When Apple released its app tracking transparency feature, social media platforms like Facebook raised concerns, saying it could hurt their advertising revenue. It turns out that these companies’ concerns were justified because, according to a report by the Financial Times (Paywall) the feature is said to have cost these companies up to $ 10 billion.
This is evident from the advertising technology company Lotame, who spoke to the publication. According to Lotame, they announced that ad revenue for Facebook, YouTube, Twitter and Snap fell as much as 12% in the third and fourth quarters, which are said to have been worth $ 9.85 billion.
Mike Woosley, COO of Lotame, also points out that the feature made advertising less effective. He points to an example of an underwear brand that is usually aimed at men. The company used to spend $ 5 on an ad targeted at 1,000 men, but due to the anti-tracking feature that basically obscures the user’s information, companies had to spend twice as much because they didn’t know whether the 1,000 people they are re-targeting are men.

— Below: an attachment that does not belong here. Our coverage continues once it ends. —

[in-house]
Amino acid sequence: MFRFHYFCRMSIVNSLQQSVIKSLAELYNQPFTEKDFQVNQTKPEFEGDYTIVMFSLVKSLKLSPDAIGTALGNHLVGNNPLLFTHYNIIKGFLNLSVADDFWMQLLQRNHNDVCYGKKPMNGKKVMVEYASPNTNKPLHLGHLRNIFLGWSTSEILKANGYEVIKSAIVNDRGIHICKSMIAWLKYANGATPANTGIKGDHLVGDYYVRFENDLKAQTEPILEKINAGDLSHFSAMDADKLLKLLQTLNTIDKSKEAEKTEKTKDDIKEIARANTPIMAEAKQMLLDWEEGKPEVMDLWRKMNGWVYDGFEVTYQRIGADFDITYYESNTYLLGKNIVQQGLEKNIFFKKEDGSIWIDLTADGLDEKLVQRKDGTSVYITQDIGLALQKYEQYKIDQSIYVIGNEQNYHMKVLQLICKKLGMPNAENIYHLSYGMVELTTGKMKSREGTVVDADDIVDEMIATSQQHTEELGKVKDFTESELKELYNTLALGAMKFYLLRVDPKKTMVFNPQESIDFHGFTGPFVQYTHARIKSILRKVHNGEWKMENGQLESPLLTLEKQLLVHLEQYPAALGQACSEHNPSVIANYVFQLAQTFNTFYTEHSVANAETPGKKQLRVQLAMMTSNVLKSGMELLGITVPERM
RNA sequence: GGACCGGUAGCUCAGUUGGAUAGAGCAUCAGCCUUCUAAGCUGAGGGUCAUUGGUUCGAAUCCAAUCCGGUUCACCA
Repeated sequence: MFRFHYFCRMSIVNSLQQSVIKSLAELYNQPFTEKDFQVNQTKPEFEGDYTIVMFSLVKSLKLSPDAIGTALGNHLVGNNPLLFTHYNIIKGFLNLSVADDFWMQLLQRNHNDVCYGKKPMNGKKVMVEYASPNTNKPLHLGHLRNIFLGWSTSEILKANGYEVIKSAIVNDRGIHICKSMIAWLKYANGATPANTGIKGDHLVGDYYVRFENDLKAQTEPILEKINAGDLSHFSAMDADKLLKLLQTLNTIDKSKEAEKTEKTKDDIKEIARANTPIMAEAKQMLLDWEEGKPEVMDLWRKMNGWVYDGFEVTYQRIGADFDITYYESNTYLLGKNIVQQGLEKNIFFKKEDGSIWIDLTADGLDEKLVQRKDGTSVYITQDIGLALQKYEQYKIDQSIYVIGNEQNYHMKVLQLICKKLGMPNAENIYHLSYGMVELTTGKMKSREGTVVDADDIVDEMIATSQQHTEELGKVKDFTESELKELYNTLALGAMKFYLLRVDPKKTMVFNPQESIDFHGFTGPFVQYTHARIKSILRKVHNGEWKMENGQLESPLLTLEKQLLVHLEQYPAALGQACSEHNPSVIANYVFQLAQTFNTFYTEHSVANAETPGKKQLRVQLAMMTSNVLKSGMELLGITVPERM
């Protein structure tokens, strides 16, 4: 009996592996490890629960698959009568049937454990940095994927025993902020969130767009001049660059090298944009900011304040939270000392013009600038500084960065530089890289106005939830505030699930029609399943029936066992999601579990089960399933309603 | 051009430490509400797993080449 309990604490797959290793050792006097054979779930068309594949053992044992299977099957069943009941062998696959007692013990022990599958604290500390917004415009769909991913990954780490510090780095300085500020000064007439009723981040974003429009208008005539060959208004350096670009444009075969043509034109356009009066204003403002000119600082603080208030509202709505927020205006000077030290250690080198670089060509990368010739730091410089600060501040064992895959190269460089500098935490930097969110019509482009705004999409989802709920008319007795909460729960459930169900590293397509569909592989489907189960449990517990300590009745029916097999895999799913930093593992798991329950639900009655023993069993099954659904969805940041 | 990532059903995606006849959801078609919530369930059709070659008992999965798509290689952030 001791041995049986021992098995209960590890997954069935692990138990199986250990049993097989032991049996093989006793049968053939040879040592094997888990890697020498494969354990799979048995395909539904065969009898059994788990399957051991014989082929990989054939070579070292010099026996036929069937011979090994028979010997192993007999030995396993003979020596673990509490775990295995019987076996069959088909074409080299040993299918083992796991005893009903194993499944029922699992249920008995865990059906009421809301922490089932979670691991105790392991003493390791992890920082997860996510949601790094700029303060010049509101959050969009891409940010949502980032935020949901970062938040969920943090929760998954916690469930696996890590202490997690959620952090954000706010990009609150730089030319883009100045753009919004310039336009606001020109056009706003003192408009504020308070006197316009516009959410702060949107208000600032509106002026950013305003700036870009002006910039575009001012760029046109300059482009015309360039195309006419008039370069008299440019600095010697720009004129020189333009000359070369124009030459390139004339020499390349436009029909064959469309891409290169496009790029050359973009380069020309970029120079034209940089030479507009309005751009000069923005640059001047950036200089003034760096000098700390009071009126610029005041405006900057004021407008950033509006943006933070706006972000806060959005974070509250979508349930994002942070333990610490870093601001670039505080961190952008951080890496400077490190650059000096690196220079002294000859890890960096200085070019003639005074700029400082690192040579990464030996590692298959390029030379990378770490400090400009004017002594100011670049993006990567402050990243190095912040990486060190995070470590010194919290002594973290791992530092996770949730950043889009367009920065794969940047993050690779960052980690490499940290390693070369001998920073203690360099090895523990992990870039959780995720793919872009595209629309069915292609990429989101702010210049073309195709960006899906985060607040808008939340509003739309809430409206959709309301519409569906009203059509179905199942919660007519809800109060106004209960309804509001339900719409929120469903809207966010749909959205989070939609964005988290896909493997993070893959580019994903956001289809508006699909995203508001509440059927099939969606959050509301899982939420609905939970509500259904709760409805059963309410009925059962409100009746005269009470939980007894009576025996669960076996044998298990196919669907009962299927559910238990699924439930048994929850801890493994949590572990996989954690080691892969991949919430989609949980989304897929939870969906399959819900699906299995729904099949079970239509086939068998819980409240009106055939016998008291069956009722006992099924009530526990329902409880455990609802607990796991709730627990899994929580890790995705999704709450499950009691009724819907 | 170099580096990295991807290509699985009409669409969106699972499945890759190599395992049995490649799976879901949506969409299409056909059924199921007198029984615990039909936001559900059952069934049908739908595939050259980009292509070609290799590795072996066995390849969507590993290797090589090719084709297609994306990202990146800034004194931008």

So you would have to reach 2,000 people now, hoping that at least 50% of those people would be your target audience. That being said, it’s interesting that this report shows how effective the feature is, while earlier this month a study actually suggested the anti-tracking tool was a dud.
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